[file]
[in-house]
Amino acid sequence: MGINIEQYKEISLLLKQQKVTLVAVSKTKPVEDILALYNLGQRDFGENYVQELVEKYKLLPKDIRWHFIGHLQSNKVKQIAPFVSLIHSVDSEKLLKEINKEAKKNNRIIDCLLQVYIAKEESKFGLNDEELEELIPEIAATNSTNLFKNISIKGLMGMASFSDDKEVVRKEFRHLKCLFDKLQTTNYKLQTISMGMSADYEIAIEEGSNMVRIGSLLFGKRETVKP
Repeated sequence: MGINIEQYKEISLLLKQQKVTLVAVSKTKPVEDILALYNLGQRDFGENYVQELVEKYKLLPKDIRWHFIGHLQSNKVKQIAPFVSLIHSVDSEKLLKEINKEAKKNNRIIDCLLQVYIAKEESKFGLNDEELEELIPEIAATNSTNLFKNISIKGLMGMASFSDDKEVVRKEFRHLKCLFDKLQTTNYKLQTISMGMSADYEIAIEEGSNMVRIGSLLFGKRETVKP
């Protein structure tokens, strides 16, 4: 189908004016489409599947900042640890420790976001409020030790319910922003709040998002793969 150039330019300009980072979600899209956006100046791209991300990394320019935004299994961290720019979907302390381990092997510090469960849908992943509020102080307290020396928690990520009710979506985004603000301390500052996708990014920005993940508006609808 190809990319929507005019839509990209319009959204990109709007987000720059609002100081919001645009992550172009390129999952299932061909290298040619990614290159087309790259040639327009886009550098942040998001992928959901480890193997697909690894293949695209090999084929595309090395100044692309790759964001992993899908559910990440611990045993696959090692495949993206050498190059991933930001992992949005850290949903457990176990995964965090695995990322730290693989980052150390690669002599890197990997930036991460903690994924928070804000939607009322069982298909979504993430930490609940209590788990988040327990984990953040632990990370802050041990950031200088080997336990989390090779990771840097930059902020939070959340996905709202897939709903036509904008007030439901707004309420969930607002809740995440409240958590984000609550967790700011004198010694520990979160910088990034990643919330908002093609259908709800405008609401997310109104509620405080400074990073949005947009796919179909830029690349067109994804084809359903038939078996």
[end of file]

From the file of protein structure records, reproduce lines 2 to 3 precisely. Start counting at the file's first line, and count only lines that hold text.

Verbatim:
Amino acid sequence: MGINIEQYKEISLLLKQQKVTLVAVSKTKPVEDILALYNLGQRDFGENYVQELVEKYKLLPKDIRWHFIGHLQSNKVKQIAPFVSLIHSVDSEKLLKEINKEAKKNNRIIDCLLQVYIAKEESKFGLNDEELEELIPEIAATNSTNLFKNISIKGLMGMASFSDDKEVVRKEFRHLKCLFDKLQTTNYKLQTISMGMSADYEIAIEEGSNMVRIGSLLFGKRETVKP
Repeated sequence: MGINIEQYKEISLLLKQQKVTLVAVSKTKPVEDILALYNLGQRDFGENYVQELVEKYKLLPKDIRWHFIGHLQSNKVKQIAPFVSLIHSVDSEKLLKEINKEAKKNNRIIDCLLQVYIAKEESKFGLNDEELEELIPEIAATNSTNLFKNISIKGLMGMASFSDDKEVVRKEFRHLKCLFDKLQTTNYKLQTISMGMSADYEIAIEEGSNMVRIGSLLFGKRETVKP